Rep. Peter T. King, R-New York, on Saturday defended his use of a derogatory term toward Japanese in a cable-news appearance, saying that he was trying to critique the “uninformed” views that presumptive Republican presidential nominee Donald Trump espouses.
King, who supports Trump nominally but is refusing to campaign for him, said that his use of the word “Japs” was meant to criticize the presidential candidate’s policy positions as out of line with the “nuance” required to be the leader of the free world and more in line with a working-class man at the end of a bar espousing his worldview.
“It was basically sarcasm, satire,” King said in a telephone interview Saturday. “Is this what [Trump] seriously thinks, or is this the guy at the end of the bar?”
Some groups have criticized King’s comments since his appearance Friday morning on MSNBC’s “Morning Joe.” On the show, King highlighted his opposition to Trump’s proposal to pull U.S. troops out of Japan and South Korea and instead equip them with nuclear weapons as a deterrent against China and North Korea.
King characterized Trump’s views like this: “Oh, screw them, bomb them, kill them, pull out, bring them home. You know, why pay for the Japs, why pay for the Koreans?’ ”
Rep. Judy Chu, D-California, chairwoman of the Congressional Asian Pacific American Caucus, told the Hill newspaper that “the J word is disgusting and harkens back to a shameful time in our history,” including the internment camps for Japanese Americans.
The Council on American-Islamic Relations, a group that has clashed with King for more than five years on his views toward Muslims and homeland security, called on the Long Island congressman to apologize.
King declined to apologize and said he would make the same point again if he had to do the interview over again. The lawmaker, who is a military hawk but is more moderate on fiscal issues, said that he specifically disagrees with Trump’s ideas on pulling back from the Pacific and wanted to make that point on MSNBC.
“Ironically, it was in defense of Japanese,” King said in the Saturday interview.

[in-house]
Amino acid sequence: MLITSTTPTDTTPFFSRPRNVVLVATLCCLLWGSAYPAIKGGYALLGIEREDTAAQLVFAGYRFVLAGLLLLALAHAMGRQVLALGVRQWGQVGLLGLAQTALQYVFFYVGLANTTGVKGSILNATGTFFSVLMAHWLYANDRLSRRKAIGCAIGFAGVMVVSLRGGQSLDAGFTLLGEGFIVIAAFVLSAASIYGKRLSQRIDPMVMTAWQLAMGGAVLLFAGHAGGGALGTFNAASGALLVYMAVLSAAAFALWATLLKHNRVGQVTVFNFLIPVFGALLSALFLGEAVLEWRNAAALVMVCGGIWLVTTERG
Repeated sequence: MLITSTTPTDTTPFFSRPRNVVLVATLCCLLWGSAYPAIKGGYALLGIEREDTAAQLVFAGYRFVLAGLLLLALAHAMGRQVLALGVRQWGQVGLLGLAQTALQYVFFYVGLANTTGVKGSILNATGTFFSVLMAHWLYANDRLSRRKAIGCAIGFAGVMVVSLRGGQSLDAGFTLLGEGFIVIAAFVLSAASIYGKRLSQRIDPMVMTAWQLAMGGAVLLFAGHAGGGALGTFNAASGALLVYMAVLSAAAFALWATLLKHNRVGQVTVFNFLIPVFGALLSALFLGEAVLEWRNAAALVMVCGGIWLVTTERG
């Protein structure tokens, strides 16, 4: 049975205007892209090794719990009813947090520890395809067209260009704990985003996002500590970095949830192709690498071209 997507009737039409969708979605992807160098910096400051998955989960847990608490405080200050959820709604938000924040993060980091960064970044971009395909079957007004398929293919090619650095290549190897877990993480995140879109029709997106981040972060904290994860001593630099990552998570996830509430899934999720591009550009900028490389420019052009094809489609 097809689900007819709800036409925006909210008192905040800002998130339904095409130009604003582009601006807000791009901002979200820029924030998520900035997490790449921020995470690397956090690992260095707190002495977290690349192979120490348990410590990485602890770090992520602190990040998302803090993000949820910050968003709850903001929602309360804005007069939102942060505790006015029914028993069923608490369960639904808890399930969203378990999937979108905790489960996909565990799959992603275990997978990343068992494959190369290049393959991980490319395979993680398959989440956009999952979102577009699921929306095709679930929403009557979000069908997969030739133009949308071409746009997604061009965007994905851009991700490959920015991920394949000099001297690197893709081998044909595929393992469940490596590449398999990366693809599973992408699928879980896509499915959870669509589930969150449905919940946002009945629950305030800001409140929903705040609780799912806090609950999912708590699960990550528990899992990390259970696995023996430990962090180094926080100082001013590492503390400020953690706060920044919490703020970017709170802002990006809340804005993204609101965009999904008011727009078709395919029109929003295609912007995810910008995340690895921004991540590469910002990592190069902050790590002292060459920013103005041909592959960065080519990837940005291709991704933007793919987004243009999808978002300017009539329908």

He said that, having grown up in Queens in a working-class neighborhood, he appreciated that most people in a typical bar have more realistic views of diplomacy than Trump does, but there’s usually at least one person there who adopts Trump’s nativist tone: “Bomb them, kill them, screw them,” he explained, suggesting that the end-of-the-bar opinion wasn’t particularly dangerous until Trump rode those views into the presidential nomination.
CAIR has accused King of being biased against Muslims ever since he began hearings in 2011 to examine Islam and mosques inside the United States in the wake of the 2009 shootings by a Muslim American soldier at Fort Hood, in Killeen, Texas.
Yet King said that one of his biggest policy differences with Trump is his call to ban all Muslims from entering the country, saying that was “just crazy” and would alienate Saudi Arabia and other Middle East nations that have aided the U.S. military in the fight against terrorists in that region.
“These are some of our closest allies,” he said.
In general, King said he finds himself in similar territory as House Speaker Paul D. Ryan, R-Wisconsin, who has been highly critical of both Trump’s policy positions and his tone toward women and minorities in the campaign. King has gone a key step further by saying that he will live up to his previous pledges to support whoever secured the Republican nomination.
But King has no intention of openly campaigning for Trump and said he would not reprise his role in 2004 and 2008, when he was a frequent surrogate on political talk shows for the reelection of George W. Bush and for the campaign of Sen. John McCain, R-Arizona, respectively.
“I said all along I was going to support the nominee of the party,” he said. “As a Republican, I can’t be campaigning for him.”
(c) 2016, The Washington Post · Paul Kane